How to Observe Webinar Audience Behavior

By Sharat Sharan, John Carucci

Almost everything in life has a cause and effect, including webinar success and audience behaviors. If you leave a saucer of milk outside your back door for the local stray cat, guess what will happen? That local stray cat will keep coming back for more.

The same can apply to your audience. You just have to figure out what they want from your presentation. Finding what they want often comes from observing their behavior, much like the graphic.

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Behaviors to keep an eye on include

  • Increased activity: Maybe a certain speaker or segment shows increased activity on chat or social media.

  • Lure of the speaker: Many participants come to your webinar because of a particular speaker. Sometimes it’s obvious — like if your speaker is a big name — but other times, it has more to do with the participants activity during a speaker’s performance that lets you know. For example, it’s a positive sign when attendees tweet a speaker’s comments during the webinar.

  • What your audience is asking: The Q&A says so much about what the audience wants, not just a particular question, but even beyond the entire presentation. For example, pay attention to when they ask about products and services, or when they ask questions that go beyond the topic.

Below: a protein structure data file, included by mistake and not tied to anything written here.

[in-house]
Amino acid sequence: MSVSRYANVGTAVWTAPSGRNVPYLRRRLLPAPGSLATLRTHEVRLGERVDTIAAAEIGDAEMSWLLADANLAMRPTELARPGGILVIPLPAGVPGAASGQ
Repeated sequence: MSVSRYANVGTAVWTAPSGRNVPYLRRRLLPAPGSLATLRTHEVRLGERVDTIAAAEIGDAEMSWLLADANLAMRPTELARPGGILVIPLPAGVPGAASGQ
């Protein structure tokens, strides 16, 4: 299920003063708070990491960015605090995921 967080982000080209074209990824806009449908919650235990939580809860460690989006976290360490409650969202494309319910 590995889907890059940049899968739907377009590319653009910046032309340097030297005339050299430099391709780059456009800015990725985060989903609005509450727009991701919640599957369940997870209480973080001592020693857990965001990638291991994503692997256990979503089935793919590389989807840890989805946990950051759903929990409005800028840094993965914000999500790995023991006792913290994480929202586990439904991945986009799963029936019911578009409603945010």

• Exit survey: By using exit surveys, you can assess what your audience thought about the presentation and what else they expect.

It’s equally important to find out how long they stayed logged on to the webinar. Was it for the entire duration, or did they give up at a certain point?

Some of the common reasons attendees leave early include

  • Certain time spans: Look for a spike in drop-offs after specific times. Maybe it’s half past the hour, or when crossing into the next half hour. Sometimes it has to do with engagement over a longer period as people lose interest. Other times, it’s more random.

  • Lull in activity: Too many talky passages or boring speakers can act as viewer-repellant. Look for patterns when they’re leaving.

    For example, did you lose a lot of people when a certain speaker came on? Were there too many slides, or not enough? Although you won’t always know for sure, if the analytics show a drop-off happens during a specific period, it’s safe to say you need to reassess next time around.

  • Lengthy timeframe: It’s important to assess if people are dropping off due to the length of your webinar. Maybe there’s a big drop-off when you cross from a half hour to 40 minutes. Or did breaking the one-hour mark cause them to say “no mas?” According to ON24’s 2013 Benchmark Survey, the average time attending a webinar is 54 minutes.